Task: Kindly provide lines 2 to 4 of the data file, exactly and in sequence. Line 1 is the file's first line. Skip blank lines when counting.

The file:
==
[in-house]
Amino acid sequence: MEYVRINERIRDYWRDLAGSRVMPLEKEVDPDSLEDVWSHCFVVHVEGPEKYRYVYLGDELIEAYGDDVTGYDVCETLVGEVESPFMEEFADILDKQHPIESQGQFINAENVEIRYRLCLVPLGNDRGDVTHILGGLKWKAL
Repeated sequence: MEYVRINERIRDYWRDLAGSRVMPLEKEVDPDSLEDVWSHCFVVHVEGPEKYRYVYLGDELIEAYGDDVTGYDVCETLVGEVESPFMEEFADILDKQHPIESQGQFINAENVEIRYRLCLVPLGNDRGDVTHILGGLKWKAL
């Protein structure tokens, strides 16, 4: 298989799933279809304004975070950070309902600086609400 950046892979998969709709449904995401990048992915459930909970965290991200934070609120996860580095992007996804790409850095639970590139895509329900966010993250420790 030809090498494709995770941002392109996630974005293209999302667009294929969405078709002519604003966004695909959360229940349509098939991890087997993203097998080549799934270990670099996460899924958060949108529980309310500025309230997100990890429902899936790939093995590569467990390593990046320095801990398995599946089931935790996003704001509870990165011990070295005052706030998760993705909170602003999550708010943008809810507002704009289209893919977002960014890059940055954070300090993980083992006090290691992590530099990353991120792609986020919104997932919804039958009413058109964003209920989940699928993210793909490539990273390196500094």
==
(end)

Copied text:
Amino acid sequence: MEYVRINERIRDYWRDLAGSRVMPLEKEVDPDSLEDVWSHCFVVHVEGPEKYRYVYLGDELIEAYGDDVTGYDVCETLVGEVESPFMEEFADILDKQHPIESQGQFINAENVEIRYRLCLVPLGNDRGDVTHILGGLKWKAL
Repeated sequence: MEYVRINERIRDYWRDLAGSRVMPLEKEVDPDSLEDVWSHCFVVHVEGPEKYRYVYLGDELIEAYGDDVTGYDVCETLVGEVESPFMEEFADILDKQHPIESQGQFINAENVEIRYRLCLVPLGNDRGDVTHILGGLKWKAL
């Protein structure tokens, strides 16, 4: 298989799933279809304004975070950070309902600086609400 950046892979998969709709449904995401990048992915459930909970965290991200934070609120996860580095992007996804790409850095639970590139895509329900966010993250420790 030809090498494709995770941002392109996630974005293209999302667009294929969405078709002519604003966004695909959360229940349509098939991890087997993203097998080549799934270990670099996460899924958060949108529980309310500025309230997100990890429902899936790939093995590569467990390593990046320095801990398995599946089931935790996003704001509870990165011990070295005052706030998760993705909170602003999550708010943008809810507002704009289209893919977002960014890059940055954070300090993980083992006090290691992590530099990353991120792609986020919104997932919804039958009413058109964003209920989940699928993210793909490539990273390196500094």